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Published: February 25th 2010
Our first night in Kovalam was fine. But after a most unusual breakfast of boiled eggs, a pot of filter coffee, and toast made from the brown bread baked at the restaurant at 5 o'clock every morning, we went off to explore. And found at the very end of the beach, just before the lighthouse, the Sea Flower hotel, where we negotiated the nightly rate down from 1200 to 850 rupees for 3 nights. So back to Ravi's, the first hotel, and told the somewhat disconsolate owner we were moving on. And this we did - we don't put down roots these days!
A fabulous room, light and airy, with a big clean bathroom, and a balcony which almost got sprayed from the bigger waves. Step out of the hotel door, and straight onto this wonderful beach. Why aren't there enough superlatives in English??
We stayed in Kovolam for 3 days, just unwinding. Although I disliked Kovalam at first, I quickly realised that as an antidote to a European winter, it has a lot going for it! Eat healthily, and with room and food you can get by on around £10 to £12 a day. Try doing that anywhere in Europe! We went to the Swiss Cafe for breakfast each morning, because the food was great, and the location meant that while we ate our breakfast, we could watch the guys pulling in the nets that had been set by boat earlier. The catch was only smallish fish, and our waiter told us that these were only for the locals - 'too bony for Westerners'!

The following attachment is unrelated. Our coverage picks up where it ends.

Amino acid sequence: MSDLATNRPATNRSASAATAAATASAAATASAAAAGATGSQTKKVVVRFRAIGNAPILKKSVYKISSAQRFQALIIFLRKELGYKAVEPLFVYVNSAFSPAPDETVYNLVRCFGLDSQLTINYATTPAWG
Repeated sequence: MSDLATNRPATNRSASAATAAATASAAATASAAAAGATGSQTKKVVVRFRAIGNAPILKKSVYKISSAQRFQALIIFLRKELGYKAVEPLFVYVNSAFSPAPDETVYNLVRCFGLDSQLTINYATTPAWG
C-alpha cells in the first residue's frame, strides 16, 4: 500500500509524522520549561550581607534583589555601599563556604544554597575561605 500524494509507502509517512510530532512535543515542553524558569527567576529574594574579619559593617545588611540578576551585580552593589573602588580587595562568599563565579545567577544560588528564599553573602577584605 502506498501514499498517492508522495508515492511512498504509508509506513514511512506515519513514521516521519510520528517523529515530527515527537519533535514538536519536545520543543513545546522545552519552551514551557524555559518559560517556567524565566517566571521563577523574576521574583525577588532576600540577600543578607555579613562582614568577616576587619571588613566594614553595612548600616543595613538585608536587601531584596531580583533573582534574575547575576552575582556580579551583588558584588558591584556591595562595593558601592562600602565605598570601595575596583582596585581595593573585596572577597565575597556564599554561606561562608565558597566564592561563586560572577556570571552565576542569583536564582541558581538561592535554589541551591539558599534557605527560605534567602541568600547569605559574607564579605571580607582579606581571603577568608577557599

The fish in the restaurants along the beach had to be seen to be believed. The fishing boats set out late each afternoon from the fishing harbour in the next bay, and at night you could see the string of fishing boat lights on the horizon. Next morning, they all came in with their catches - barracuda, king fish, sea salmon, red snapper, gold snapper, shark, calamari, lobster, crab. The restaurants from Kovalam bought their lot, and by lunchtime it was on the slab in front of each restaurant, eyes still glistening. And you get a portion of the fish you want, cooked how you choose, and served with salad and rice (or chips!!) for about a fiver! I think we might spend time here every winter!
We visited the fishing harbour one day, and it was a huge shock to the system to turn a corner from Kovalam beach, and hit Indian slum. No electricity, no running water, just standpipes in the street where kids and adults were washing their hair and themselves, ramshackle tumbledown houses. Yet the kids were joyous; they played with sticks, they played with makeshift cricket things, they bowled old motorcycle tyres down the dusty streets with a big sticj. And as we passed, the usual 'Hello. What is your name? Where do you come from? Do you have a schhol pen?' And all with a beaming smile of welcome. Humbling, really.
Next entry - our departure from Kovalam, and our search for the legendary Kumari.
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